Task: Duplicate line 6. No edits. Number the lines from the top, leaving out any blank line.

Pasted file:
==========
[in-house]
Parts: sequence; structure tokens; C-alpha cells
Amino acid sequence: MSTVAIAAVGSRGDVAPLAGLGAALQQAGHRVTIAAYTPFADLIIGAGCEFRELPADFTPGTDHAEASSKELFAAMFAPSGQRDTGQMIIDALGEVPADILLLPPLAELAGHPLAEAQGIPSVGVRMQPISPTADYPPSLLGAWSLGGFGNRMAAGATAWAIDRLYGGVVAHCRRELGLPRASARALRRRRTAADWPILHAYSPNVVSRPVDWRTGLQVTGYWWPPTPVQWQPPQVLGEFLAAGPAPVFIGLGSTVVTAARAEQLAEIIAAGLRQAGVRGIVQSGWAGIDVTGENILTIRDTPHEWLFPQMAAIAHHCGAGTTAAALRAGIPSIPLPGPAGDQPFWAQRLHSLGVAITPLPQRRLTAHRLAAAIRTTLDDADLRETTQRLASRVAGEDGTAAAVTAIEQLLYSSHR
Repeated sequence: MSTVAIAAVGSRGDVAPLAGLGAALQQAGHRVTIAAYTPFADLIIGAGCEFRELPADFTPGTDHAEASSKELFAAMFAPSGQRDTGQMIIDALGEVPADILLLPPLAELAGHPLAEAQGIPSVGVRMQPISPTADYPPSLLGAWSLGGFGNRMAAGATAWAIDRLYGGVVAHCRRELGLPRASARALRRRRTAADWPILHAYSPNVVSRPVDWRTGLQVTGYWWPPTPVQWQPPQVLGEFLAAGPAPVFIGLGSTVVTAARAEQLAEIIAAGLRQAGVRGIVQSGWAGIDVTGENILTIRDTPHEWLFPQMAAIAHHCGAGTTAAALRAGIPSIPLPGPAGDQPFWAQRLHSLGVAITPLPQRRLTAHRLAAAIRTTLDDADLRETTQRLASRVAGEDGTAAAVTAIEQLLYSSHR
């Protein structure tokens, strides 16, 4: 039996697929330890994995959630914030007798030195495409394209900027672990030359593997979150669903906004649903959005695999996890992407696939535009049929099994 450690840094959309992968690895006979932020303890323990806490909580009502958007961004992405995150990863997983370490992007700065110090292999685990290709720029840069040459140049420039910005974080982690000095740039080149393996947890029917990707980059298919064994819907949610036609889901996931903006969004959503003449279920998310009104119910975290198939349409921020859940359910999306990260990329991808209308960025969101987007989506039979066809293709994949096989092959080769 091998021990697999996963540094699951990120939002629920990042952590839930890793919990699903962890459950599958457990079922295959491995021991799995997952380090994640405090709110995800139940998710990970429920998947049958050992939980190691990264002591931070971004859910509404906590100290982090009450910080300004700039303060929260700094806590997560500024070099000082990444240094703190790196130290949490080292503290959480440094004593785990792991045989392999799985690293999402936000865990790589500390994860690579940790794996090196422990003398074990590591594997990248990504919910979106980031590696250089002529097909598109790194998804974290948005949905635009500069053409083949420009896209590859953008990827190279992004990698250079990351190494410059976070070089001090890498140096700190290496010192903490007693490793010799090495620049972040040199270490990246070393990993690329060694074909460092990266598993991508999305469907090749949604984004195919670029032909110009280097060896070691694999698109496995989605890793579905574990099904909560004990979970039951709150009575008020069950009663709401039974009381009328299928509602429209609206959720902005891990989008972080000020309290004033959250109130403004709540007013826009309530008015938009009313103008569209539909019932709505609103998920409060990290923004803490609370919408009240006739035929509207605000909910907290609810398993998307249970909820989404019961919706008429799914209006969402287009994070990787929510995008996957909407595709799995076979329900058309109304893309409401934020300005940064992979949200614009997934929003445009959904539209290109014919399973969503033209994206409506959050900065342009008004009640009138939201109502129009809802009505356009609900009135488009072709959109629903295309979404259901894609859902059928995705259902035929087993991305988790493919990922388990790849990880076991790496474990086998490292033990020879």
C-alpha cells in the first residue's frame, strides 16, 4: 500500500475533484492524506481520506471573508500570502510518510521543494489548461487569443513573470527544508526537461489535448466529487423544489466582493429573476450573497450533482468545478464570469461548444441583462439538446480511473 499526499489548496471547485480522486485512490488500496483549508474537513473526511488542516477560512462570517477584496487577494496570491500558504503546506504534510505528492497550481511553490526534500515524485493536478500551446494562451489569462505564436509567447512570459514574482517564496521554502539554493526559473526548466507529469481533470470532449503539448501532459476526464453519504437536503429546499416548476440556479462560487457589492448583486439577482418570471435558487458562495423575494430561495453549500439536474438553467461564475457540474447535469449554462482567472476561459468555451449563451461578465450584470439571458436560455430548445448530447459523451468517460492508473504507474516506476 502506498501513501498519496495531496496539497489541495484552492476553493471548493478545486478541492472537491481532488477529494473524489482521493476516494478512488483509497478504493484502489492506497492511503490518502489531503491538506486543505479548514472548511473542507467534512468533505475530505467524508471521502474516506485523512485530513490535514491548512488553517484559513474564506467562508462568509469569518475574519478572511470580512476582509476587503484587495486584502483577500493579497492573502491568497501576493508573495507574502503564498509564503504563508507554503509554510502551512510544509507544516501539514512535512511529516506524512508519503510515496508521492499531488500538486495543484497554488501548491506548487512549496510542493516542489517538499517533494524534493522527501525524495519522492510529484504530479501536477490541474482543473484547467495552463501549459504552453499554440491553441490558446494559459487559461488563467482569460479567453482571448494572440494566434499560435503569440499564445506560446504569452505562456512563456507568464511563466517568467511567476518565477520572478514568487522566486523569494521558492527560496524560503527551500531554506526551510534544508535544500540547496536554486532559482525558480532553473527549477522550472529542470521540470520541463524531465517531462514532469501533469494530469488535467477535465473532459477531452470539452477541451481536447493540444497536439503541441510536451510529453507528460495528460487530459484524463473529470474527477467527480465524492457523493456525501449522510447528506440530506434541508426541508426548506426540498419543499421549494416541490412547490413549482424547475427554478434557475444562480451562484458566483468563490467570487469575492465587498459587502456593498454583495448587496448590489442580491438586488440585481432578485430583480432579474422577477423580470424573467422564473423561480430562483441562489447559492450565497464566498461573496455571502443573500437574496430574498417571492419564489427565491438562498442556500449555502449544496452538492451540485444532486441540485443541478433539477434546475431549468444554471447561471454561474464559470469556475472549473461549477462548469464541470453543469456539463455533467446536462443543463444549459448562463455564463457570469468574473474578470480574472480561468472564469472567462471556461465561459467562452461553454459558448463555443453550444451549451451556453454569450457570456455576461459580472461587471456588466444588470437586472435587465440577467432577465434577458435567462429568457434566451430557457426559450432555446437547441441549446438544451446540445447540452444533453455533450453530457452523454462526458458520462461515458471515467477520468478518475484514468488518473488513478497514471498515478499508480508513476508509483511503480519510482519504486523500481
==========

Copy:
C-alpha cells in the first residue's frame, strides 16, 4: 500500500475533484492524506481520506471573508500570502510518510521543494489548461487569443513573470527544508526537461489535448466529487423544489466582493429573476450573497450533482468545478464570469461548444441583462439538446480511473 499526499489548496471547485480522486485512490488500496483549508474537513473526511488542516477560512462570517477584496487577494496570491500558504503546506504534510505528492497550481511553490526534500515524485493536478500551446494562451489569462505564436509567447512570459514574482517564496521554502539554493526559473526548466507529469481533470470532449503539448501532459476526464453519504437536503429546499416548476440556479462560487457589492448583486439577482418570471435558487458562495423575494430561495453549500439536474438553467461564475457540474447535469449554462482567472476561459468555451449563451461578465450584470439571458436560455430548445448530447459523451468517460492508473504507474516506476 502506498501513501498519496495531496496539497489541495484552492476553493471548493478545486478541492472537491481532488477529494473524489482521493476516494478512488483509497478504493484502489492506497492511503490518502489531503491538506486543505479548514472548511473542507467534512468533505475530505467524508471521502474516506485523512485530513490535514491548512488553517484559513474564506467562508462568509469569518475574519478572511470580512476582509476587503484587495486584502483577500493579497492573502491568497501576493508573495507574502503564498509564503504563508507554503509554510502551512510544509507544516501539514512535512511529516506524512508519503510515496508521492499531488500538486495543484497554488501548491506548487512549496510542493516542489517538499517533494524534493522527501525524495519522492510529484504530479501536477490541474482543473484547467495552463501549459504552453499554440491553441490558446494559459487559461488563467482569460479567453482571448494572440494566434499560435503569440499564445506560446504569452505562456512563456507568464511563466517568467511567476518565477520572478514568487522566486523569494521558492527560496524560503527551500531554506526551510534544508535544500540547496536554486532559482525558480532553473527549477522550472529542470521540470520541463524531465517531462514532469501533469494530469488535467477535465473532459477531452470539452477541451481536447493540444497536439503541441510536451510529453507528460495528460487530459484524463473529470474527477467527480465524492457523493456525501449522510447528506440530506434541508426541508426548506426540498419543499421549494416541490412547490413549482424547475427554478434557475444562480451562484458566483468563490467570487469575492465587498459587502456593498454583495448587496448590489442580491438586488440585481432578485430583480432579474422577477423580470424573467422564473423561480430562483441562489447559492450565497464566498461573496455571502443573500437574496430574498417571492419564489427565491438562498442556500449555502449544496452538492451540485444532486441540485443541478433539477434546475431549468444554471447561471454561474464559470469556475472549473461549477462548469464541470453543469456539463455533467446536462443543463444549459448562463455564463457570469468574473474578470480574472480561468472564469472567462471556461465561459467562452461553454459558448463555443453550444451549451451556453454569450457570456455576461459580472461587471456588466444588470437586472435587465440577467432577465434577458435567462429568457434566451430557457426559450432555446437547441441549446438544451446540445447540452444533453455533450453530457452523454462526458458520462461515458471515467477520468478518475484514468488518473488513478497514471498515478499508480508513476508509483511503480519510482519504486523500481